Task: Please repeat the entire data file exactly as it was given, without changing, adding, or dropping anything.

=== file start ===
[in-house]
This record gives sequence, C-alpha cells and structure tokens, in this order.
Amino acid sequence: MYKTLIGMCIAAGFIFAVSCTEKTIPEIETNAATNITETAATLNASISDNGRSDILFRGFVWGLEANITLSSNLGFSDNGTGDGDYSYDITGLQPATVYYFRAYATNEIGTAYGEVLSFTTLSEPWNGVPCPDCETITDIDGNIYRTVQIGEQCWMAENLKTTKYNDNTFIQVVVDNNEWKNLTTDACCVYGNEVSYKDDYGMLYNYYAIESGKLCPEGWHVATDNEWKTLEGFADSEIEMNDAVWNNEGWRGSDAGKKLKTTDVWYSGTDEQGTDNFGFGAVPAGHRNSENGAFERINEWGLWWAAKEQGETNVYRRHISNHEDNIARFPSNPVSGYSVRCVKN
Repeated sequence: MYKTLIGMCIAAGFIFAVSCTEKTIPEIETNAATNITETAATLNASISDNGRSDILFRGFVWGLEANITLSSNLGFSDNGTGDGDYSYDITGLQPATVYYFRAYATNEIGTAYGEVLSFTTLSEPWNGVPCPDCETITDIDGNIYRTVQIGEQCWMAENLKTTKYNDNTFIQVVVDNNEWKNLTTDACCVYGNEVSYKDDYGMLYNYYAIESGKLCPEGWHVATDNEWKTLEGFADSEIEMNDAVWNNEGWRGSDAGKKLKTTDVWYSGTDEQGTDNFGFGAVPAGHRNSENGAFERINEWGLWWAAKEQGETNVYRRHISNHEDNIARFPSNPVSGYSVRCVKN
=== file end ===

[in-house]
This record gives sequence, C-alpha cells and structure tokens, in this order.
Amino acid sequence: MYKTLIGMCIAAGFIFAVSCTEKTIPEIETNAATNITETAATLNASISDNGRSDILFRGFVWGLEANITLSSNLGFSDNGTGDGDYSYDITGLQPATVYYFRAYATNEIGTAYGEVLSFTTLSEPWNGVPCPDCETITDIDGNIYRTVQIGEQCWMAENLKTTKYNDNTFIQVVVDNNEWKNLTTDACCVYGNEVSYKDDYGMLYNYYAIESGKLCPEGWHVATDNEWKTLEGFADSEIEMNDAVWNNEGWRGSDAGKKLKTTDVWYSGTDEQGTDNFGFGAVPAGHRNSENGAFERINEWGLWWAAKEQGETNVYRRHISNHEDNIARFPSNPVSGYSVRCVKN
Repeated sequence: MYKTLIGMCIAAGFIFAVSCTEKTIPEIETNAATNITETAATLNASISDNGRSDILFRGFVWGLEANITLSSNLGFSDNGTGDGDYSYDITGLQPATVYYFRAYATNEIGTAYGEVLSFTTLSEPWNGVPCPDCETITDIDGNIYRTVQIGEQCWMAENLKTTKYNDNTFIQVVVDNNEWKNLTTDACCVYGNEVSYKDDYGMLYNYYAIESGKLCPEGWHVATDNEWKTLEGFADSEIEMNDAVWNNEGWRGSDAGKKLKTTDVWYSGTDEQGTDNFGFGAVPAGHRNSENGAFERINEWGLWWAAKEQGETNVYRRHISNHEDNIARFPSNPVSGYSVRCVKN